Is The Next Market Crash Coming?

Market crashes – when the stock market falls by 10%, 20%, or even more – are not exactly fun events to experience or witness. But here’s the thing: They’re a natural part of the financial cycle. And, they’d always happen from time to time.

It’s been more than five years since the last big market crash occurred. Are we near another one? More importantly, what should you do about it?

You can’t know

The first thing you have to realise about a market crash is that the markets are unpredictable. As the famous economist John Kenneth Galbraith once said:

“There are two kinds of forecasters: Those who don’t know, and those who don’t know they don’t know.”

So instead of worrying and trying to predict when the next market crash will occur, we should instead focus on how we can position our portfolio to handle a market crash.

Handling volatility

When the market crashes, there would naturally be lots of volatility. There would also naturally be investors who fear that.

If you’re one of those, there are certain types of companies which you can focus on to minimise the volatility of your portfolio.

For instance, Dairy Farm International Holdings Ltd (SGX: D01) and StarHub Ltd. (SGX: CC3) can be generally considered to be less volatile shares due to the nature of their business. The former runs supermarkets and hypermarkets across Asia while the latter provides telecommunication services in Singapore. Both are thus companies providing services or products which experience consumer demand which is not too negatively affected even by a poor economy.

The defensive nature of their shares was quite apparent during the Global Financial Crisis of 2007-09. During that period, Dairy Farm and Starhub suffered a peak-to-trough decline of around 30% and 40% respectively. Meanwhile, the general market, as represented by the Straits Times Index (SGX: ^STI) had crashed by close to two-thirds from peak-to-trough.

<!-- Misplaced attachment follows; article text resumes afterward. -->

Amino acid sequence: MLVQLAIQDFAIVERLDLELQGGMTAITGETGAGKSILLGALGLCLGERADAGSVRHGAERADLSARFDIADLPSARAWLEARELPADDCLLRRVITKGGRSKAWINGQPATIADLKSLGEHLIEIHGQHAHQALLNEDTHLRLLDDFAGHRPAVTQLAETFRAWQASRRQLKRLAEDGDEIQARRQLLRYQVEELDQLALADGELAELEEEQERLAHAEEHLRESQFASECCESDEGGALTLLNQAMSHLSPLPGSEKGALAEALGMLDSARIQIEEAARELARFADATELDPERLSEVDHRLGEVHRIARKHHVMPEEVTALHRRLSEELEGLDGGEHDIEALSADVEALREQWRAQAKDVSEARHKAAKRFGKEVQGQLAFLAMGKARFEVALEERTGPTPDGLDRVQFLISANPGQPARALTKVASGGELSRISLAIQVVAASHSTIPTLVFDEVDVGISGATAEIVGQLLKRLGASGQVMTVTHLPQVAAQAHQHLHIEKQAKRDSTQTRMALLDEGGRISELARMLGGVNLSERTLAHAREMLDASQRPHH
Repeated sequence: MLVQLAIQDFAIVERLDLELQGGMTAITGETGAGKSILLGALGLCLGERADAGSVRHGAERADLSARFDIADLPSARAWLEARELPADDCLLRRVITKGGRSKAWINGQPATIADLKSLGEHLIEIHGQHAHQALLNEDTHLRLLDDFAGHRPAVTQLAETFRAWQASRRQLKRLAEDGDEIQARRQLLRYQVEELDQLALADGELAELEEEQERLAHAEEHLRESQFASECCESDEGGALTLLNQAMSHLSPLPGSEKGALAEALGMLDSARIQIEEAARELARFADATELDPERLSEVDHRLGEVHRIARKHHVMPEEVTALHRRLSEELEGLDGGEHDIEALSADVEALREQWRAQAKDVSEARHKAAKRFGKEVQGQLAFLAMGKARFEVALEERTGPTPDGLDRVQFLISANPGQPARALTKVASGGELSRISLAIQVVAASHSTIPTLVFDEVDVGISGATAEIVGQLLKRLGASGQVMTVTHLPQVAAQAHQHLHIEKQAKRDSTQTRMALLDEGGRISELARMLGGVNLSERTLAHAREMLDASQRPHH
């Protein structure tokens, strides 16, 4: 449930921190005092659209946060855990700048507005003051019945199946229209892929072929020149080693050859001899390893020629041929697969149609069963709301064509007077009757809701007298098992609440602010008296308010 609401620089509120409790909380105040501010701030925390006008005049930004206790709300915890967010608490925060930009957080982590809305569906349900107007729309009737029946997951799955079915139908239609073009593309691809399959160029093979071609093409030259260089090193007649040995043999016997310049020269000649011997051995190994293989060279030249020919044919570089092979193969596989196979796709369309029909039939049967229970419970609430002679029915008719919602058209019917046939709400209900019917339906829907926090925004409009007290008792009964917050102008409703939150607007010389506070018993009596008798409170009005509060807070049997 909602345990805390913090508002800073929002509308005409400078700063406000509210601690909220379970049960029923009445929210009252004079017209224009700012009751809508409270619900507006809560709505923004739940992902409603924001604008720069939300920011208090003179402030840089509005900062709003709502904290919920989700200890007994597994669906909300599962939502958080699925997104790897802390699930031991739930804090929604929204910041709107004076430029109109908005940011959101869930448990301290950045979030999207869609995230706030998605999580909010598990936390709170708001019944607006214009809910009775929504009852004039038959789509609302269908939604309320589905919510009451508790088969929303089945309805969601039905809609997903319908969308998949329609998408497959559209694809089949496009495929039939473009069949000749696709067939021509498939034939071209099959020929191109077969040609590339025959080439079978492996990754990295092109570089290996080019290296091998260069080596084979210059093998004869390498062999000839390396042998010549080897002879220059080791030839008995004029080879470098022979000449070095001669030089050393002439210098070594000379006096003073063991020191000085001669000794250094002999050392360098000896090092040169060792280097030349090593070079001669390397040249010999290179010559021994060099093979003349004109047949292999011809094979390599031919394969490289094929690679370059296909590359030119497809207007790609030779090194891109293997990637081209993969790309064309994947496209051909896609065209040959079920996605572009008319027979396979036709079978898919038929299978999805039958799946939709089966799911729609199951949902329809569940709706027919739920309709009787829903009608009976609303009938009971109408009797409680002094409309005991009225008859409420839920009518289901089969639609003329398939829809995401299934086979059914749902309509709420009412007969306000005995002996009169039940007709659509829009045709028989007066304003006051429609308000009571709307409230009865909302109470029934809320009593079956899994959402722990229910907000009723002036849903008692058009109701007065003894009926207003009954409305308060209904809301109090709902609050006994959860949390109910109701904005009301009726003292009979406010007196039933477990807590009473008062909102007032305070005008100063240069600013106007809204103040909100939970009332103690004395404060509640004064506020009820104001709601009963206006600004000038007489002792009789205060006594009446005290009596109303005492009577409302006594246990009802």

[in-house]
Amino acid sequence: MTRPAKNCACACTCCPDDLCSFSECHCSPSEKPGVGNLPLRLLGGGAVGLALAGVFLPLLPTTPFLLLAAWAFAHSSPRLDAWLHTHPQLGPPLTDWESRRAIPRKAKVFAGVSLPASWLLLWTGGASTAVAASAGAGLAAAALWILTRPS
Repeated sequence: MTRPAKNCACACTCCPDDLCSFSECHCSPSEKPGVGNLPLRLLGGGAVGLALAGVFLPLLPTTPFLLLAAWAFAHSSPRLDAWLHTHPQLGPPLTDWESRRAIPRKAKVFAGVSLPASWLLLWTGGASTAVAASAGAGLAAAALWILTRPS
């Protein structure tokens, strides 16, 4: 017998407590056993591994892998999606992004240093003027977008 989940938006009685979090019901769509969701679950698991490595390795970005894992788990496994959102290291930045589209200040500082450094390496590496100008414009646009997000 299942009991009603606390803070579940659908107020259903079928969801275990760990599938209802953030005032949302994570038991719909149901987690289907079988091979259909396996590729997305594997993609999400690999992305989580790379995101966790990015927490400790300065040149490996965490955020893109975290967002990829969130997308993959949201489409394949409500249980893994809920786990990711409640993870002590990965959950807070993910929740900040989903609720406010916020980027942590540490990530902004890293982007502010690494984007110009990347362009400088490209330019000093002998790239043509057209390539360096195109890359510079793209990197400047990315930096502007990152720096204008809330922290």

Handling real risks

It must be noted though, that volatility is not the same thing as real investing risk. The following is a short explanation of the idea from billionaire investor Warren Buffett:

“Finance departments believe that volatility equals risk. They want to measure risk, and they don’t know how to do it, basically. So they said volatility measures risk. I’ve often used the example of the Washington Post’s stock. When I first bought it in 1973 it had gone down almost 50%, from a valuation of the whole company of close to $170 million down to $80 million. Because it happened pretty fast, the beta of the stock had actually increased, and a professor would have told you that the company was more risky if you bought it for $80 million than if you bought it for $170 million. That’s something I’ve thought about ever since they told me that 25 years ago and I still haven’t figured it out.”

Risk to me – and to most of my colleagues here at the Motley Fool Singapore, for the matter – is the likelihood of suffering a permanent loss of my capital in any investment I make.

To lessen the chances of suffering a permanent loss of capital during a market crash, we can focus on selecting great companies that we want to be associated with for decades to come. For instance, Dairy Farm and Starhub now carry share prices which are higher than their pre-crisis peaks. The growth in their share prices were accompanied by the strengthening of their respective businesses through the years. This goes to show that, over the long-term, the share price of a company is governed by the fundamentals of its business.

Foolish Bottom Line

If the companies we own in our portfolio are great businesses which can prosper over the long-term, we’d have positioned ourselves well to handle a market crash.

Click here now for your FREE subscription to Take Stock Singapore, The Motley Fool’s free investing newsletter. Written by David KuoTake Stock Singapore tells you exactly what’s happening in today’s markets, and shows how you can GROW your wealth in the years ahead.

The Motley Fool’s purpose is to help the world invest, better. Like us on Facebook  to keep up-to-date with our latest news and articles.

The information provided is for general information purposes only and is not intended to be personalised investment or financial advice. Motley Fool Singapore contributor Stanley Lim doesn’t own shares in any companies mentioned.